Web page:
Say you just convinced your AD or head coach to buy GPS sensors. Chances are good the sports staff think GPS can help them gain an edge, and as the strength and conditioning coach you’re now in charge of the units and the data they produce. If that is the case then I would recommend starting with questions that sound like this: Are our athletes fit enough to play hard the whole game? Are they fast enough to play the way we want to? How hard do we need to make practice to make sure they can perform well on key plays, even if they happen later in the match? Can we find a way to get a little more fit as the season goes on and reduce injury potential?
Just Tell Me What To Measure
The short answer? It depends on the question you’re trying to answer. Assuming you know what the sport staff is after, or what information the head coach is really looking for, GPS can be very insightful. Nearly all GPS sensors can tell you the same basic information, here are a few key examples:
Total Distance Covered – how much distance an athlete covered while wearing the sensor.
High Speed Distance – total amount of distance covered above a specific speed.
Speed Zones – different brackets of speed, useful for determining an intense period of play.
Accelerations and Decelerations – the number of times an athlete accelerates and decelerates, typically dependent on how sensitive the GPS sensor is to changes in speed and position.
Speed – how fast a player is moving.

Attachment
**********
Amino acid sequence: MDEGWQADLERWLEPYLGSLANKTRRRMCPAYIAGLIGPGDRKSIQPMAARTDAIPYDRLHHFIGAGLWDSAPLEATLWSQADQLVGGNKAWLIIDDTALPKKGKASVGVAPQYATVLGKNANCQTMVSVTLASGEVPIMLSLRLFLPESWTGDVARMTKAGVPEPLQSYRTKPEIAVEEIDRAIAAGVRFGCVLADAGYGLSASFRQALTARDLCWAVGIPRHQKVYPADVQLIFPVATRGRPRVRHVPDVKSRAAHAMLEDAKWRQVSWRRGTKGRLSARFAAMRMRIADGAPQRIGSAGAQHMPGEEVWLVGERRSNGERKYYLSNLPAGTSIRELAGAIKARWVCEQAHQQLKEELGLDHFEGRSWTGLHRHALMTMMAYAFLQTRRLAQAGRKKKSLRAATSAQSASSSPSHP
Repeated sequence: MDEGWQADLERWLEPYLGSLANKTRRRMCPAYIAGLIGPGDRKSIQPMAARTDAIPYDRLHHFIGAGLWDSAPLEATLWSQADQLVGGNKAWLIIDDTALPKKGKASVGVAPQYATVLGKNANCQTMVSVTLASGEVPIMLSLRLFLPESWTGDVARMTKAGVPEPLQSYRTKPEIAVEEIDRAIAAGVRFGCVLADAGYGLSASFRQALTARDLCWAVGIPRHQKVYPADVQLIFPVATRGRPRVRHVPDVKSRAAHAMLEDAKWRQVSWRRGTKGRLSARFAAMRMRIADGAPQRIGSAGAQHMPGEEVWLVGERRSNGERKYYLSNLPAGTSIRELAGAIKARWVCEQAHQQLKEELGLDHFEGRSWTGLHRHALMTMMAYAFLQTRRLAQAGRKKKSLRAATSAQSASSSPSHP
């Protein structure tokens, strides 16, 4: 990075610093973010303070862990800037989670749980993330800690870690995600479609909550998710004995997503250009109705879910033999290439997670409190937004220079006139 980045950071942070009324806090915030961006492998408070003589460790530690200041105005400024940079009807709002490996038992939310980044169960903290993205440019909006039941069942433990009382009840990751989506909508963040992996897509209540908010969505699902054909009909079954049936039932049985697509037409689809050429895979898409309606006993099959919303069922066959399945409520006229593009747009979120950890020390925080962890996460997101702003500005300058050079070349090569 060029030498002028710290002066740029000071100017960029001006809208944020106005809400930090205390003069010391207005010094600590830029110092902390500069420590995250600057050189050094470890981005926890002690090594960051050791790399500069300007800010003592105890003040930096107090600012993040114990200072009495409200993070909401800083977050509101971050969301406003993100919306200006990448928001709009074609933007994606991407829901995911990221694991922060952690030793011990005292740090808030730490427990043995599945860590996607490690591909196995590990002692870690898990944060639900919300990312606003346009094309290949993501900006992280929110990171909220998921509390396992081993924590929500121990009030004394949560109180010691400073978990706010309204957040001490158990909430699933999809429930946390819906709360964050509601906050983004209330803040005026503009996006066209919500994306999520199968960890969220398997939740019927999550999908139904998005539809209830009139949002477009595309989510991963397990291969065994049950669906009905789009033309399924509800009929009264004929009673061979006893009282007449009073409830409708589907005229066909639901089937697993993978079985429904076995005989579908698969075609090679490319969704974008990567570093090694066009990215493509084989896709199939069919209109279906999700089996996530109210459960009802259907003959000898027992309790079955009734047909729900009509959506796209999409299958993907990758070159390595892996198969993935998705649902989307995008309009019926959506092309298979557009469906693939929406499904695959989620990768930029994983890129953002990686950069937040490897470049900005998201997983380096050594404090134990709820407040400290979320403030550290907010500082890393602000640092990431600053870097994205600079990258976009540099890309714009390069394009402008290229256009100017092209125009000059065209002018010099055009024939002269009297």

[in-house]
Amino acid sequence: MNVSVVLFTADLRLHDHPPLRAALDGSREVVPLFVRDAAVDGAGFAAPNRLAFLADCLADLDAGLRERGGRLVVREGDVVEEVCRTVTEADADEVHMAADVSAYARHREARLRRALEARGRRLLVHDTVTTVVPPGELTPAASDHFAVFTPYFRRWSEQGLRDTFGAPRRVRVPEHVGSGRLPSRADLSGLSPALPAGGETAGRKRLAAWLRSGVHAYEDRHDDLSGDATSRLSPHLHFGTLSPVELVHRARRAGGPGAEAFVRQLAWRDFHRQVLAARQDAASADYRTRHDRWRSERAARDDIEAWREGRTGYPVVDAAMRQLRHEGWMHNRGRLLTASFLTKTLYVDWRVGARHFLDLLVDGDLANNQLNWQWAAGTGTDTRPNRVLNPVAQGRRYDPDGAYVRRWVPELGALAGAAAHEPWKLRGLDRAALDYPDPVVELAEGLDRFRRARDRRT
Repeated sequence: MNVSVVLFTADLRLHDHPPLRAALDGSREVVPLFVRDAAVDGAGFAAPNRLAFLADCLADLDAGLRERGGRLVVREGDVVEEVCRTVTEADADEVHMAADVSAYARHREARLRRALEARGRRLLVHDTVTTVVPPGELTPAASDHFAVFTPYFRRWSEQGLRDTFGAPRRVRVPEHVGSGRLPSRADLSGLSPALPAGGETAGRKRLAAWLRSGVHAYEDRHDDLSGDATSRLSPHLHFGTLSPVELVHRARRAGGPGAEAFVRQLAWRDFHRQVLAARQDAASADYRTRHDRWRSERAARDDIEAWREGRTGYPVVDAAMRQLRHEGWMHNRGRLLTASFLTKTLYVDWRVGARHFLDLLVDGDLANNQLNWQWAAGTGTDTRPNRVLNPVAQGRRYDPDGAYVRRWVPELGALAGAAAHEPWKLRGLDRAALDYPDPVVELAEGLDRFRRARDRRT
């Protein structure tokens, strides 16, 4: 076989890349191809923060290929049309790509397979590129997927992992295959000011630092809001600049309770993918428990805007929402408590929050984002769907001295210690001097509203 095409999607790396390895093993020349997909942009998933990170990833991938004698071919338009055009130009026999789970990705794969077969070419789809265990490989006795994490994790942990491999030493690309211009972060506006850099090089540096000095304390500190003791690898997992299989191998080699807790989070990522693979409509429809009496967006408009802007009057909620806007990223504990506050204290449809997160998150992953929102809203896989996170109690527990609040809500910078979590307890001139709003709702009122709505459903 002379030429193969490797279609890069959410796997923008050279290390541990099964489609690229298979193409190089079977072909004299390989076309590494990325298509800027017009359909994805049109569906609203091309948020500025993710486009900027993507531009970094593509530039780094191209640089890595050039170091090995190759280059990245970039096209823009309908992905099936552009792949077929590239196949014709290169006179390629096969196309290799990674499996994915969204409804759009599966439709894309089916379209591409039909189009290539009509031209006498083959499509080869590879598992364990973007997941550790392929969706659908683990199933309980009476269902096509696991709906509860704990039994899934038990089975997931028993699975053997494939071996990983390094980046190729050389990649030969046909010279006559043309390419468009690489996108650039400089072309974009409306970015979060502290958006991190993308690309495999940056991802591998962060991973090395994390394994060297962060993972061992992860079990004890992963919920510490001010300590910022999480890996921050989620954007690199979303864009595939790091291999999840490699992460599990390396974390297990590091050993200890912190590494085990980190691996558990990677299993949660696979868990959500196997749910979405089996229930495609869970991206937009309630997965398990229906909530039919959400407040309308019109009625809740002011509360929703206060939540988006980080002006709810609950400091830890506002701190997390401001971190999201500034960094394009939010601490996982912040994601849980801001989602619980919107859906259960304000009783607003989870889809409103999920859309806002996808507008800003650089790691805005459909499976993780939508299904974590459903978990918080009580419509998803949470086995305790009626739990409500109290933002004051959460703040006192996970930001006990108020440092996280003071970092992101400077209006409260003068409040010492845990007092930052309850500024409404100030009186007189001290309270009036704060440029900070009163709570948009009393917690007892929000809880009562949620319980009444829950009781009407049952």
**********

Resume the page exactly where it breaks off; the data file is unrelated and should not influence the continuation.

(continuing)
High Metabolic Load – a calculation that accounts for total distance covered, high speed distance above a specific speed, and accelerations and decelerations that meet certain criteria. This is often used as a way to summarize how hard the athlete worked, and can be used to more accurately calculate how many Calories an athlete burned in a session.
Now that you have a basic understanding of the type of data that GPS can provide and the importance of context, you (hopefully) have a better idea of the types of questions this data can answer. And, almost more importantly, an understanding of what questions this data CANNOT answer.
Want to put this newfound understanding of the powers of GPS to the test, but don’t know where to begin? Check out the programs offered right here at Power Athlete. Whether you’re a crunched for time in the gym, just starting your fitness and performance journey, or a seasoned athlete looking for an edge, they’ve got a program for you. And the beauty? If you already have a GPS receiver (aka a SmartPhone or SmartWatch), you can use the data from it on any of our programs to start truly Empowering Your Performance.
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Aughey R. J. (2011). Applications of GPS technologies to field sports. International journal of sports physiology and performance, 6(3), 295–310. https://doi.org/10.1123/ijspp.6.3.295 Herda, T.J. and Cramer, J.T. (2016). Bioenergetics of Exercise and Training. In Haff, G.G. and Triplett, N.T. (Eds.), Essentials of Strength Training and Conditioning (pp. 43-63). Champaign, IL: Human Kinetics.
Randolph Barker II
RK is the head programmer and strength and conditioning coach for Evolution Wellness in Austin, TX. He grew up playing multiple sports and swam competitively throughout highschool until a shoulder injury sent him to physical therapy for an extended time where he became passionate about human movement and performance. RK earned his Bachelor of Science degree in Kinesiology from West Point, where he also conducted original research and graduated with honors. While in the Army he also earned his Master of Science in Exercise Science with an emphasis on Fitness and Performance from Liberty University and used the knowledge and expertise gained to improve the fitness, survivability, and lethality of the Combat Medics he led. RK also earned the distinction of becoming part of the small community of Power Athlete Block One coaches and is passionate about helping young athletes prepare for the demands of sport at all levels and ensuring any and all military members and first responders are prepared for the demands of their professions.